According to Wikipedia,
In the 19th century, France established a new empire in Africa and Southeast Asia. In this period France’s conquest of an Empire in Africa was dressed up as a moral crusade. In 1886 Jules Ferry declared; “The higher races have a right over the lower races, they have a duty to civilize the inferior races.” Full citizenship rights – assimilation – were offered, although in reality “assimilation was always receding [and] the colonial populations treated like subjects not citizens.” 
The same attitude that Europeans in general had towards other races at the time. France wound up with control of most of West Africa.
Following the First World War, and even more so after the Second World War, anti-colonial movements began to challenge European authority. France unsuccessfully fought bitter wars in Vietnam and Algeria to keep its empire intact, but by the end of the 1960s many of France’s colonies had gained independence. However, some remaining territories – especially islands and archipelagos – were integrated into France as overseas departments and territories.
This sounds good. But did it really go down this way?
France’s mission civilisatrice left indelible marks on its former territories. Although Francophone African countries acquired statehood and international recognition at independence, they remain the chasse gardée of France. Contrary to expectations, independence did not really alter the lopsided relations France established with its former colonies. Through a web of connections, links, agreements, and pacts, France succeeded in granting a “dependent independence” that continues to haunt African states.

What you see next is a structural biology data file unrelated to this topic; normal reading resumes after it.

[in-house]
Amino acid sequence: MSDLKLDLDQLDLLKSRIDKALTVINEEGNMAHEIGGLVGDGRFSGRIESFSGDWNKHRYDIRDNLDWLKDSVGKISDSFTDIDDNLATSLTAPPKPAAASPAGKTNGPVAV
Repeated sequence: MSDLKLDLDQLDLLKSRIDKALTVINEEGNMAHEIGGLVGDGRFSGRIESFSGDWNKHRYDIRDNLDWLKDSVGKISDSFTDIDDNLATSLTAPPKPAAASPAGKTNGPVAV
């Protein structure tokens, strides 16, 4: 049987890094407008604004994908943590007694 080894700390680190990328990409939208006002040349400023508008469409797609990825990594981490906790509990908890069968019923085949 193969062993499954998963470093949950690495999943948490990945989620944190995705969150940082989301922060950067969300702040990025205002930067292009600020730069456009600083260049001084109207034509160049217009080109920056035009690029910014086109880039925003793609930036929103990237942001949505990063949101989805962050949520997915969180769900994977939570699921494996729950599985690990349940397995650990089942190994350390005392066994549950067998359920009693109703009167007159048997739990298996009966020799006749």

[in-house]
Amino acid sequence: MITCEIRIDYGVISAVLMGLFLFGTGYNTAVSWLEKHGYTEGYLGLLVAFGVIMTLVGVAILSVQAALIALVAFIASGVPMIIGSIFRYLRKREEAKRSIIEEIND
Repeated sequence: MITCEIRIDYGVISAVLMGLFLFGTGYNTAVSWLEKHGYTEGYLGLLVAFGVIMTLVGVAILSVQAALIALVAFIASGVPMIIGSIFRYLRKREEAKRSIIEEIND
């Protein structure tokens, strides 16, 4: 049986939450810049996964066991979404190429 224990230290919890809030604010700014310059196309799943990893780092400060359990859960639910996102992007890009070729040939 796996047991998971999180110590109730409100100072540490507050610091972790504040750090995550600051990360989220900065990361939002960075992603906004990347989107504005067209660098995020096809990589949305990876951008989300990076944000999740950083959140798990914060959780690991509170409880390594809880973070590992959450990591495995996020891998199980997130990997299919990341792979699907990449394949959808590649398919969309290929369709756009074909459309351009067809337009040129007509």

This sounds more like the West African countries I’ve heard of. But what did France do to accomplish this?
Just before France conceded to African demands for independence in the 1960s, it carefully organised its former colonies (CFA countries) in a system of “compulsory solidarity” which consisted of obliging the 14 African states to put 65% of their foreign currency reserves into the French Treasury, plus another 20% for financial liabilities. This means these 14 African countries only ever have access to 15% of their own money! If they need more they have to borrow their own money from the French at commercial rates! And this has been the case since the 1960s.
Believe it or not it gets worse.
France has the first right to buy or reject any natural resources found in the land of the Francophone countries. So even if the African countries can get better prices elsewhere, they can’t sell to anybody until France says it doesn’t need the resources.
In the award of government contracts, French companies must be considered first; only after that can these countries look elsewhere. It doesn’t matter if the CFA countries can obtain better value for money elsewhere.
Presidents of CFA countries that have tried to leave the CFA zone have had political and financial pressure put on them by successive French presidents.
Thus, these African states are French taxpayers – taxed at a staggering rate – yet the citizens of these countries aren’t French and don’t have access to the public goods and services their money helps pay for.
CFA zones are solicited to provide private funding to French politicians during elections in France.
Professor Mamadou Koulibaly, Speaker of the Ivorian National Assembly and Professor of Economics, sheds light on the economic devastation caused to the African member states of the CFA (Communauté Financière d’Afrique – French Community of Africa) zone through their continued link to the French currency – the Franc – in the past and today to the euro:
However, the French authorities have carefully tried to conceal in the African central bank statutes, measures that are sometimes preventative, aimed at avoiding a situation whereby the Operation Accounts become indebted on a permanent basis. Critical matters concerning the operations of the CFA franc are kept top secret and only French Treasury officials are in a position to give the exact amount of money belonging to the CFA zone countries held in the Operations Accounts. Only these French officials can give the level of remuneration as well as the cost of maintaining these accounts. The whole system is shrouded in secrecy; it is opaque and authoritarian.